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Hunting in Managed Oak Woodlands: Contrasts Among Similarities

  • Luke T. MacaulayEmail author
  • Paul F. Starrs
  • Juan Carranza
Chapter
Part of the Landscape Series book series (LAEC, volume 16)

Abstract

Distinct cultural and legal histories governing the property rights that regulate wildlife and land tenure in California and Spain have created dissimilar hunting systems. The differences that are manifest in the methods of hunting, the economic return to landowners, the actions taken to manage game species, and the accompanying environmental effects. Private landowners in Spain retain greater control of game species, while in California, the state and federal government exerts greater authority. After providing background on the game species and systems of hunting in California and Spain, a review of the legal and cultural history illustrates how distinct systems evolved in places that are similar in many other ways. In terms of economics, hunting revenue in Spain is often greater than in California, due to higher hunter participation rates, fewer governmental restrictions that limit the commercialization of hunting, and greater liberties in hunting methods and game management practices. As such, income from hunting provides a greater incentive for Spanish landowners to maintain areas of habitat for game species. Some of the greatest contrasts between these places are illustrated in wildlife management practices, where Spanish landowners can implement far more intensive practices to manipulate populations of game species. Numerous environmental effects can result from these management practices, which include changes to vegetation, erosion, genetic impacts, invasive species introductions, and impacts to non-game species.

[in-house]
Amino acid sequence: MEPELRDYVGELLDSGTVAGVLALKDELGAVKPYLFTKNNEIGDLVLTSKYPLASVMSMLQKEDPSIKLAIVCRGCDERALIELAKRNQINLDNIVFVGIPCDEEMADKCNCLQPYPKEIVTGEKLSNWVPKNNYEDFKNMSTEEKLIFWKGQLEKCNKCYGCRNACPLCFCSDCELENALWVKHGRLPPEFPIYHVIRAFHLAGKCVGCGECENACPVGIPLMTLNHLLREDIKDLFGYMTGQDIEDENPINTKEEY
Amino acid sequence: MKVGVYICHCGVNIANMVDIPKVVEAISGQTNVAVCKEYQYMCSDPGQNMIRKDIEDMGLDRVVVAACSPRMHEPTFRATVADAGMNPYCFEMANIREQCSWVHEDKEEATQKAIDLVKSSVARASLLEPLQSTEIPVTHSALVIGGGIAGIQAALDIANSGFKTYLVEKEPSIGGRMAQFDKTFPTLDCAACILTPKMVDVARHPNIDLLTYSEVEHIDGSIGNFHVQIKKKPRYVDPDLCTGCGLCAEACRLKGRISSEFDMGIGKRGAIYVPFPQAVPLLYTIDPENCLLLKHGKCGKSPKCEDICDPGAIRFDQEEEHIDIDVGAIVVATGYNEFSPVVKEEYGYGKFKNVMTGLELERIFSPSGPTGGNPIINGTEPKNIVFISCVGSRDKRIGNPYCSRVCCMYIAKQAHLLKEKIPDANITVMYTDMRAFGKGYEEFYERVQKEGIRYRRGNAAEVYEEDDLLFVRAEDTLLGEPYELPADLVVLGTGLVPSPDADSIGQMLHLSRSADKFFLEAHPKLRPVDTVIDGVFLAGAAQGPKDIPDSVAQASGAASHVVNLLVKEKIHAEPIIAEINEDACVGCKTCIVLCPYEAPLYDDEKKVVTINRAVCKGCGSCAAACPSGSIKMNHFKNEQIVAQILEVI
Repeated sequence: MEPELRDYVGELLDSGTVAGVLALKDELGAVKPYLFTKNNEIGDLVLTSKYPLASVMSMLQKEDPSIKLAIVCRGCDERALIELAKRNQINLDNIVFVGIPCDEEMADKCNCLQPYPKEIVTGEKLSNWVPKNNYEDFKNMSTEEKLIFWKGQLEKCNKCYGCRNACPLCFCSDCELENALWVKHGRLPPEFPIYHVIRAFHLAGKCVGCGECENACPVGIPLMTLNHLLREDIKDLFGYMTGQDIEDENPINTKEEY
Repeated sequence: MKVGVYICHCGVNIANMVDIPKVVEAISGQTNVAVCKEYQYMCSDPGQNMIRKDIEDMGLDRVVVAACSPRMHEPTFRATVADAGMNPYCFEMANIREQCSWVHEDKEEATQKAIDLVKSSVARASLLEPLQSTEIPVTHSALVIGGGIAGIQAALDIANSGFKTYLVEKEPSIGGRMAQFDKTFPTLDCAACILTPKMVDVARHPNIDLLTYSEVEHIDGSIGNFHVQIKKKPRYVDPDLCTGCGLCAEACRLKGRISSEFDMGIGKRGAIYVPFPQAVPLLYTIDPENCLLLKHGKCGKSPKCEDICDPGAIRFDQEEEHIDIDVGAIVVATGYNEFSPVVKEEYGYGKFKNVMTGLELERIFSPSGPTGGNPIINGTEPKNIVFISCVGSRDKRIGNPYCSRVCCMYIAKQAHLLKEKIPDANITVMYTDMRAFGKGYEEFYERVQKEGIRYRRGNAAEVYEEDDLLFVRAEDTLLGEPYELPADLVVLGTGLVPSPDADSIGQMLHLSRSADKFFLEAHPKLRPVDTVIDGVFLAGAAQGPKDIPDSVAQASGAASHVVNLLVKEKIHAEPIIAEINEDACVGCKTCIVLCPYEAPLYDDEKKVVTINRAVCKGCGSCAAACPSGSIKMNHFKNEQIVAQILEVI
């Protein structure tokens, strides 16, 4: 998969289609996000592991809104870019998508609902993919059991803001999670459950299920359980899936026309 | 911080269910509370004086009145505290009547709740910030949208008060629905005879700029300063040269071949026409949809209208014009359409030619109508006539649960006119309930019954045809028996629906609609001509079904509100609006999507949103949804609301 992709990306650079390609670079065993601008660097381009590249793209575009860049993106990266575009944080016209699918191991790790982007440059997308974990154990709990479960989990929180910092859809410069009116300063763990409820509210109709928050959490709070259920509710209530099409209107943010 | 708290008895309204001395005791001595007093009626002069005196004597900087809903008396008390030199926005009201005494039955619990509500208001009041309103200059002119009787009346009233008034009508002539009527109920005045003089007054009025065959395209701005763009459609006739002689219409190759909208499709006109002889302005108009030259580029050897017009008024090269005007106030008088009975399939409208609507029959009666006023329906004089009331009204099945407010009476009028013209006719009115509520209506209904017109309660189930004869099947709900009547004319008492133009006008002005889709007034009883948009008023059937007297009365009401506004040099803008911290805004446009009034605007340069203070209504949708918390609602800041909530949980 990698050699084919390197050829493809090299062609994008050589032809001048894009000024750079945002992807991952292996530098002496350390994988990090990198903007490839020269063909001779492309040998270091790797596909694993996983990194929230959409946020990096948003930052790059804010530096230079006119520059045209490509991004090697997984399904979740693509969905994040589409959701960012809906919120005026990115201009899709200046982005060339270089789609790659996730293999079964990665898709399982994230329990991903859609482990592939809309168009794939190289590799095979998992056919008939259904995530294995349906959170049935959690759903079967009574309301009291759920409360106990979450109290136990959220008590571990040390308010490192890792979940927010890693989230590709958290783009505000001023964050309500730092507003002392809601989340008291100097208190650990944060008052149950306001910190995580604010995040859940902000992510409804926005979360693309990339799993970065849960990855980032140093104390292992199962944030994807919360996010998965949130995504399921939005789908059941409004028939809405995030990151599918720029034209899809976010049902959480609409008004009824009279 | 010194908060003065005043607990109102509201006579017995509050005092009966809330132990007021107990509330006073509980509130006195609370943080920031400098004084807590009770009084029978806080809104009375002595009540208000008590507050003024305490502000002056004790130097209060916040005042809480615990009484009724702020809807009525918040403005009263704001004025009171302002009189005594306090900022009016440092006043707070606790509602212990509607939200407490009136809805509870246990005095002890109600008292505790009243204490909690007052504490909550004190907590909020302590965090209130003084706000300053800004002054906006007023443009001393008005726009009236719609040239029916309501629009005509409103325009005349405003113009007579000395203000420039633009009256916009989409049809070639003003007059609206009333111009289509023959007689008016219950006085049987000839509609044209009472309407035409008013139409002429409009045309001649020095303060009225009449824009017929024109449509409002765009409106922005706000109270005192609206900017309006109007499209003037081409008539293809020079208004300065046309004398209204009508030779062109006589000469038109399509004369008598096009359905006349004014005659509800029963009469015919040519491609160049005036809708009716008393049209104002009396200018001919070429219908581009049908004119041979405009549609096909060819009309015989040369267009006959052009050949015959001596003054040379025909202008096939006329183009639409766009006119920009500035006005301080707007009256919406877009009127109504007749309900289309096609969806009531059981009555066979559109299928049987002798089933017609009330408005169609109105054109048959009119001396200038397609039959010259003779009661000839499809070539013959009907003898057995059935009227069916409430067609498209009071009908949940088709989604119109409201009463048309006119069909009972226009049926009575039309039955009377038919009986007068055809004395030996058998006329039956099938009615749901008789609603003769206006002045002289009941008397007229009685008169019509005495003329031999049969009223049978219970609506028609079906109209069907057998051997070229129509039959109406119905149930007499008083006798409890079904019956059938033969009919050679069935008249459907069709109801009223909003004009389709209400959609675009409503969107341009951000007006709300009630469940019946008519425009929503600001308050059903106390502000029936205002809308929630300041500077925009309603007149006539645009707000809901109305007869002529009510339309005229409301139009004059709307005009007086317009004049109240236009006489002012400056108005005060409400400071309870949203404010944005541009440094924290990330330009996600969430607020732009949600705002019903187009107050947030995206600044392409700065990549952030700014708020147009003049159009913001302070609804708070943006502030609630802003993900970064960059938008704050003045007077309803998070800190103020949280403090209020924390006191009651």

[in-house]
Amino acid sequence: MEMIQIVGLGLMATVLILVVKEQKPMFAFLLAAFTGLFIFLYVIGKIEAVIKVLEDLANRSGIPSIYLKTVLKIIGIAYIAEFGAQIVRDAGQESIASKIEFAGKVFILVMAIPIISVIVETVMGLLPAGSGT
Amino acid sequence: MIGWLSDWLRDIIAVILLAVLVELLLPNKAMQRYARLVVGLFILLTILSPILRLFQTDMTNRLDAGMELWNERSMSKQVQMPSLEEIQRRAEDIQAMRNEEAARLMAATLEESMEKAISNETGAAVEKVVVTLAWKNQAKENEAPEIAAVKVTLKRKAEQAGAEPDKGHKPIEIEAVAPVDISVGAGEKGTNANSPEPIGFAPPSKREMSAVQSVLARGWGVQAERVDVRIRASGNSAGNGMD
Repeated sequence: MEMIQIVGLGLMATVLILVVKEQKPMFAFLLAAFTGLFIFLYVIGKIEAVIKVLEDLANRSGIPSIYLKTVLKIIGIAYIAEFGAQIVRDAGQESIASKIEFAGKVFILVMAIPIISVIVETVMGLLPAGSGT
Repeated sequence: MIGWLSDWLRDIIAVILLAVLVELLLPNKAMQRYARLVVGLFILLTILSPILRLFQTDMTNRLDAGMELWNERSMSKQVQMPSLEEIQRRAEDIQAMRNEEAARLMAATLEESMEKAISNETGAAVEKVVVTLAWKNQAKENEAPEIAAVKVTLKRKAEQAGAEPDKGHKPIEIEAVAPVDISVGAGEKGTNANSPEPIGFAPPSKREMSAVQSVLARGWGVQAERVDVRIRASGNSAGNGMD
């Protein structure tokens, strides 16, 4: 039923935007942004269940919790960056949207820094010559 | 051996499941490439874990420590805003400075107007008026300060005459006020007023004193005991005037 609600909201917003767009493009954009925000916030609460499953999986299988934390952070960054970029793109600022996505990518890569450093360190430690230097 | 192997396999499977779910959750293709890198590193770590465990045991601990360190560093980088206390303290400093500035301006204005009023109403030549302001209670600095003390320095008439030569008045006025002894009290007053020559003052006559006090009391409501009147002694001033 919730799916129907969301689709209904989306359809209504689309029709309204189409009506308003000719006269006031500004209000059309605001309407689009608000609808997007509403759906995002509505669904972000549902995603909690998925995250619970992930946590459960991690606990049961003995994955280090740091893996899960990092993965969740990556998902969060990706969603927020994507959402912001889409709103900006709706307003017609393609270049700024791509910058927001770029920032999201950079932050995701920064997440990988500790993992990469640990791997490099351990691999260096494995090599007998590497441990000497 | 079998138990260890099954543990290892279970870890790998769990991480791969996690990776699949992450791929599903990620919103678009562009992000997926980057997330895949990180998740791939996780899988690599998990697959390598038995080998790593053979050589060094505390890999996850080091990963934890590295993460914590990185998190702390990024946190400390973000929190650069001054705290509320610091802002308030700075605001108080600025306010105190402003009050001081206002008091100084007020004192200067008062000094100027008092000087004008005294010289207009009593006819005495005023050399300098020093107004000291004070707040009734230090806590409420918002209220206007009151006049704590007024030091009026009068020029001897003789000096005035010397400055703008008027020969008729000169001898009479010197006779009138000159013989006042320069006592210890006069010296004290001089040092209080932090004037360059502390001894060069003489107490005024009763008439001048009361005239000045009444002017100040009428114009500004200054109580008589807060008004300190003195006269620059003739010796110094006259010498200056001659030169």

Keywords

Hunting California Spain Game Wildlife management Property rights Predator control 

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Copyright information

© Springer Science+Business Media Dordrecht 2013

Authors and Affiliations

  • Luke T. Macaulay
    • 1
    Email author
  • Paul F. Starrs
    • 2
  • Juan Carranza
    • 3
  1. 1.Department of Environmental Science, Policy, and ManagementUniversity of CaliforniaBerkeleyUSA
  2. 2.Department of GeographyUniversity of NevadaRenoUSA
  3. 3.Department of ZoologyUniversity of CórdobaCórdobaSpain

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